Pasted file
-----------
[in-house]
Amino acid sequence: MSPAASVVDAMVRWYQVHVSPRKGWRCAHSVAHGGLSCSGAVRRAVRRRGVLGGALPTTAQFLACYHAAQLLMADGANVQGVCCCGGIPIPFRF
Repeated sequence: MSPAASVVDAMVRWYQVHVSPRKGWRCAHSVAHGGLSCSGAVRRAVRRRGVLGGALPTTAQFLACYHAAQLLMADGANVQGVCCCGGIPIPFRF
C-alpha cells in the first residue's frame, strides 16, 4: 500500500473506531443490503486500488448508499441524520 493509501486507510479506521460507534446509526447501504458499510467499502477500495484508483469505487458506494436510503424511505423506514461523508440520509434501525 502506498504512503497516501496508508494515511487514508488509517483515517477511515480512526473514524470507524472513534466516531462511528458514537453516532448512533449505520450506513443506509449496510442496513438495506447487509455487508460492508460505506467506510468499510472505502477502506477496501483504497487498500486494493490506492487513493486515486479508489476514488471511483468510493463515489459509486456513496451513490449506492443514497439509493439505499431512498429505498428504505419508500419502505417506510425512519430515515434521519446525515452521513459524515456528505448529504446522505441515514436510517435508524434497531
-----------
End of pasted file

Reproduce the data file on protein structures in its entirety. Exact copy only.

[in-house]
Amino acid sequence: MSPAASVVDAMVRWYQVHVSPRKGWRCAHSVAHGGLSCSGAVRRAVRRRGVLGGALPTTAQFLACYHAAQLLMADGANVQGVCCCGGIPIPFRF
Repeated sequence: MSPAASVVDAMVRWYQVHVSPRKGWRCAHSVAHGGLSCSGAVRRAVRRRGVLGGALPTTAQFLACYHAAQLLMADGANVQGVCCCGGIPIPFRF
C-alpha cells in the first residue's frame, strides 16, 4: 500500500473506531443490503486500488448508499441524520 493509501486507510479506521460507534446509526447501504458499510467499502477500495484508483469505487458506494436510503424511505423506514461523508440520509434501525 502506498504512503497516501496508508494515511487514508488509517483515517477511515480512526473514524470507524472513534466516531462511528458514537453516532448512533449505520450506513443506509449496510442496513438495506447487509455487508460492508460505506467506510468499510472505502477502506477496501483504497487498500486494493490506492487513493486515486479508489476514488471511483468510493463515489459509486456513496451513490449506492443514497439509493439505499431512498429505498428504505419508500419502505417506510425512519430515515434521519446525515452521513459524515456528505448529504446522505441515514436510517435508524434497531